Raybon Kan is an award-winning stand-up comedian

Raybon Kan: New Zealand - Looking great from a distance

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Nick Smith's proud assertion the Clutha River (left)  is cleaner than the Thames (above) isn't saying very much. Photo / AP
Nick Smith's proud assertion the Clutha River (left) is cleaner than the Thames (above) isn't saying very much. Photo / AP

Welcome to Instagram New Zealand. The photos look great, but the reality is something else.

The water's not swimmable, and our Environment Minister Nick Smith says it's impractical to even aim for that.

Some of our water, he says, is geothermal. And birds poop in it. So there. He says we should aim instead for New Zealand water to be wadeable. Wadeable, I guess, means water that doesn't eat through gumboots. Wadeable probably defines the water inside a toilet bowl.

It's wadeable, as long as you don't mind your foot getting stuck around the S-bend. If wadeable is your key performance indicator, Fukushima is probably a waterpark with wadeable cooling tanks. And organic too - that's why it's called a nuclear "plant".

Smith says - and this is our Environment Minister being proud - that one of our biggest rivers, the Clutha, is cleaner than the Thames.

These are the standards of this Government. Ah yes, the alluring Thames, that Eden-like, matte-finish, cess-tuary which chugs like diesel through the beachside resort of Dickensian London.

Even child-slave chimney sweeps didn't wash in the Thames. But it's great that our ENVIRONMENT MINISTER sets his sights high.

Did nobody else want to be Environment Minister?

New Zealand should change its slogan from the quite limiting, auditable "New Zealand: 100% Pure," to the much catchier "New Zealand: Much Cleaner Than Chernobyl."

Smith might as well say it's impractical for water to be swimmable, because look, not everyone knows how to swim. Over to you, Hekia Parata: put that in your syllabus and charter it.

And besides, Australia, which also looks good in photos, is fine with dairy run-off polluting and killing the Great Barrier Reef (a celebrity piece of nature), so we shouldn't be so precious about toxifying anonymous bodies of water that aren't even famous.

It's impolite for us to have standards which embarrass our Anzac neighbour. We should keep down with the Joneses.

Then there's Havelock North.

Of course Havelock North's water is drinkable. Look how many people drank it.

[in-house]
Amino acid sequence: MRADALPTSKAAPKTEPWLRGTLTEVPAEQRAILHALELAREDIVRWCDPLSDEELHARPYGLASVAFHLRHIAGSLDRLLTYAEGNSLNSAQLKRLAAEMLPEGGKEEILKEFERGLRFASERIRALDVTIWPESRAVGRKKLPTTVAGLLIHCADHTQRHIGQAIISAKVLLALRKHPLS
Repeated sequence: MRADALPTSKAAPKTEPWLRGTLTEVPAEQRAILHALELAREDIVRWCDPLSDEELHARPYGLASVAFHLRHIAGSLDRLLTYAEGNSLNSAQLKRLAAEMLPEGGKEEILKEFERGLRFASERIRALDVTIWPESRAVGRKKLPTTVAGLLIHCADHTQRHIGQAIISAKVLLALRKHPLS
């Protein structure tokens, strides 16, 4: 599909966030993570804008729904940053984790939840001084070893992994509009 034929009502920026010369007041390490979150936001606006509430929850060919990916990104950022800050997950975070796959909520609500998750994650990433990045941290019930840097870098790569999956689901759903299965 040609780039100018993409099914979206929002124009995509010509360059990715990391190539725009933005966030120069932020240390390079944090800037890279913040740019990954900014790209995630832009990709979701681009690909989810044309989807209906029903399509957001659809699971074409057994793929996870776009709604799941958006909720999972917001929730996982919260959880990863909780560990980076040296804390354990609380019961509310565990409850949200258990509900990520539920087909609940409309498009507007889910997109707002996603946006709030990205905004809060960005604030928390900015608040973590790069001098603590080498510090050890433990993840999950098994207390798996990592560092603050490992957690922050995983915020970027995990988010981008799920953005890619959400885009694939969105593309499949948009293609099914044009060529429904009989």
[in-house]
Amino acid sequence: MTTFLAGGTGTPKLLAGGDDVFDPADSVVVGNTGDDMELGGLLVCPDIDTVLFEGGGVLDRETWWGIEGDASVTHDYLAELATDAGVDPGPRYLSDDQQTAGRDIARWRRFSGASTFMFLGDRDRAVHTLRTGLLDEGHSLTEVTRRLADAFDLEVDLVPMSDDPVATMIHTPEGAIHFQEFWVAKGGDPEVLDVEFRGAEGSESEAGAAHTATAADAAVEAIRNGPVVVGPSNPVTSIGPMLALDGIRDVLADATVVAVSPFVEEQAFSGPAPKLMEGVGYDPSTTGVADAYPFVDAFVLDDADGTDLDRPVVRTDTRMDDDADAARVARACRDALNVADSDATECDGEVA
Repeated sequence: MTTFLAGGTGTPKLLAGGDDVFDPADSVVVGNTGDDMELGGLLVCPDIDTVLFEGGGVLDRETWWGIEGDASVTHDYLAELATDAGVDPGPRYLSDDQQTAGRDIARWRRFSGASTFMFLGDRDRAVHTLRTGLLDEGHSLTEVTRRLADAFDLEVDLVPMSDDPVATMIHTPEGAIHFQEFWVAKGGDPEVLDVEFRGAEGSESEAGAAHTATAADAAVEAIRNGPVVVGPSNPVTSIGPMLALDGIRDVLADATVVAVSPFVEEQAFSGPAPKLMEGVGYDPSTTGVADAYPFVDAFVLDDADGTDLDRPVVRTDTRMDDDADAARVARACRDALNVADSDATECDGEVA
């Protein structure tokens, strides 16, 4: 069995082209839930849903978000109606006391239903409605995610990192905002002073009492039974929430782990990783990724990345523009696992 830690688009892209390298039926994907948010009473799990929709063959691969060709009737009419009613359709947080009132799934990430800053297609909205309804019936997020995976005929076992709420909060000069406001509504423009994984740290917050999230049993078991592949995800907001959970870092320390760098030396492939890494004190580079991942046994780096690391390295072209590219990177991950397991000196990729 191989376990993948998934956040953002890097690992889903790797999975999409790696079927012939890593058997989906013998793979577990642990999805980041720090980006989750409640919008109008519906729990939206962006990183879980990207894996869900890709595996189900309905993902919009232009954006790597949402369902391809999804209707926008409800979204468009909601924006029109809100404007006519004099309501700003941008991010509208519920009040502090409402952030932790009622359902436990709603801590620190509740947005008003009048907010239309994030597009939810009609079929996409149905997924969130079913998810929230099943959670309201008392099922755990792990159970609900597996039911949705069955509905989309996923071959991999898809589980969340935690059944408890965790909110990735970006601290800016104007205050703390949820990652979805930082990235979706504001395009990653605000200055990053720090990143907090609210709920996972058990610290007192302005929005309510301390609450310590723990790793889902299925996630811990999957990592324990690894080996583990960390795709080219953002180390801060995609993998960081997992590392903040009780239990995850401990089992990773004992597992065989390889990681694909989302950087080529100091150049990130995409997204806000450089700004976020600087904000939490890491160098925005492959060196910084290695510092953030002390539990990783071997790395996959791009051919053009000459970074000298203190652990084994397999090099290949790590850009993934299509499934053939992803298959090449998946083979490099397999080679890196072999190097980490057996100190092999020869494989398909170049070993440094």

A third of the population were laid low. But look on the bright side: while one third of the population of Havelock North were poisoned, that means two-thirds weren't. And in a democracy, two-thirds is a majority, an absolute landslide, who support the local water and all its diverse populations of bacteria.

So let's not get carried away by rent-a-plague. Is the ocean drinkable? No. But nobody says the seaside is bad for you. Is surgical anaesthetic drinkable? No. But even doctors use it.

Is broccoli drinkable? No. It would require an enormous amount of blending to produce a glass of broccoli.

Yet, all of these things are closely associated with health.

And if Marie Antoinette were our Environment Minister, she'd say "let them drink wine".

Wine is your real Hawke's Bay drop. The Gimblett Gravels probably make quite a good water filtration system. Maybe it's time for the council to pipe hot and cold running wine through the taps.

It strikes me we're not quite outraged enough about Havelock North. Are we conflicted, because we also like beef and cheese? What would it take for us to be nationally outraged about toxic tap water?

We'd need the All Blacks to play a test in Hawke's Bay, a World Cup final against South Africa, and we'd need the whole team to be poisoned by tap water the night before. Maybe then we'd care. There'd be a manhunt for Suzy the waitress.

Everyone would say: Suzy the waitress - what a cow.

On the plus side of the pride ledger, Auckland is apparently one of the world's most liveable cities. I don't buy it.

Auckland is like the beautiful girl who doesn't realise how beautiful she is and ruins everything with tattoos and piercing. I mean, so much piercing, her limbs no longer bend.

Naturally, Auckland is beautiful. Hilly, but not too hilly. Voluptuous. Air like the breath of a lover.

Beaches, coasts. Wide roads. Tall, vigorous trees that raise their branches in victory.

Any foodie will tell you it's all about the ingredients. Yet Auckland's ingredients - so fresh, so flavoursome - have been processed by forces so negligent they should be in jail. It's like they took wagyu and decided to make mince lasagne.

The people who've tied up Auckland for 40 or 50 years have methodically worked through a recipe to produce not an oasis, but an aneurism. Traffic that's fractal: from overhead, it is a seizure.

Inside the driver's head, yet another seizure. The economic cost of cars not moving - another seizure. But I'm sure the traffic looks good in photos.

- NZ Herald

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Raybon Kan is an award-winning stand-up comedian

Raybon Kan's books of humour include ‘America on 5 Bullets a Day’ and ‘An Asian at my Table’. Before comedy, he graduated with honours in law and his legal research was published in the New Zealand Law Journal. His TV work includes a documentary in which he trained to be a casino croupier. He once held his breath for 3 minutes and 50 seconds. Visit RaybonKan.com

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